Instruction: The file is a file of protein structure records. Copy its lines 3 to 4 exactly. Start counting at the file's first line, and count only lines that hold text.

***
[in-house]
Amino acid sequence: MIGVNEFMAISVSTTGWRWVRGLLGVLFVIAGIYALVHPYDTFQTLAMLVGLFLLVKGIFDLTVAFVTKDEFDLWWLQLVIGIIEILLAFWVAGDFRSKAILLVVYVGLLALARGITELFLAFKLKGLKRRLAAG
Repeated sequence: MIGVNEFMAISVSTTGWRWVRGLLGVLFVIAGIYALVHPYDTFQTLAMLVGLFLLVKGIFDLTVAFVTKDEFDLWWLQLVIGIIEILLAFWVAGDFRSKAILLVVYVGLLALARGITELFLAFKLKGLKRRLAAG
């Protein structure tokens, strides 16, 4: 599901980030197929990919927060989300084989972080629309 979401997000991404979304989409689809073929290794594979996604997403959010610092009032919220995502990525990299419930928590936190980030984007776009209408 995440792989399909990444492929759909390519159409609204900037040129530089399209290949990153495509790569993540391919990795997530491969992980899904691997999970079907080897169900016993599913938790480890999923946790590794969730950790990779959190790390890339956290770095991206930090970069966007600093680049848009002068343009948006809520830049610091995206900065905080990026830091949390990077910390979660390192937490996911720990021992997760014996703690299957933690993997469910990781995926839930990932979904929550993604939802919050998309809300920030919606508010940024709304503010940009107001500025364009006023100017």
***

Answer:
Repeated sequence: MIGVNEFMAISVSTTGWRWVRGLLGVLFVIAGIYALVHPYDTFQTLAMLVGLFLLVKGIFDLTVAFVTKDEFDLWWLQLVIGIIEILLAFWVAGDFRSKAILLVVYVGLLALARGITELFLAFKLKGLKRRLAAG
């Protein structure tokens, strides 16, 4: 599901980030197929990919927060989300084989972080629309 979401997000991404979304989409689809073929290794594979996604997403959010610092009032919220995502990525990299419930928590936190980030984007776009209408 995440792989399909990444492929759909390519159409609204900037040129530089399209290949990153495509790569993540391919990795997530491969992980899904691997999970079907080897169900016993599913938790480890999923946790590794969730950790990779959190790390890339956290770095991206930090970069966007600093680049848009002068343009948006809520830049610091995206900065905080990026830091949390990077910390979660390192937490996911720990021992997760014996703690299957933690993997469910990781995926839930990932979904929550993604939802919050998309809300920030919606508010940024709304503010940009107001500025364009006023100017």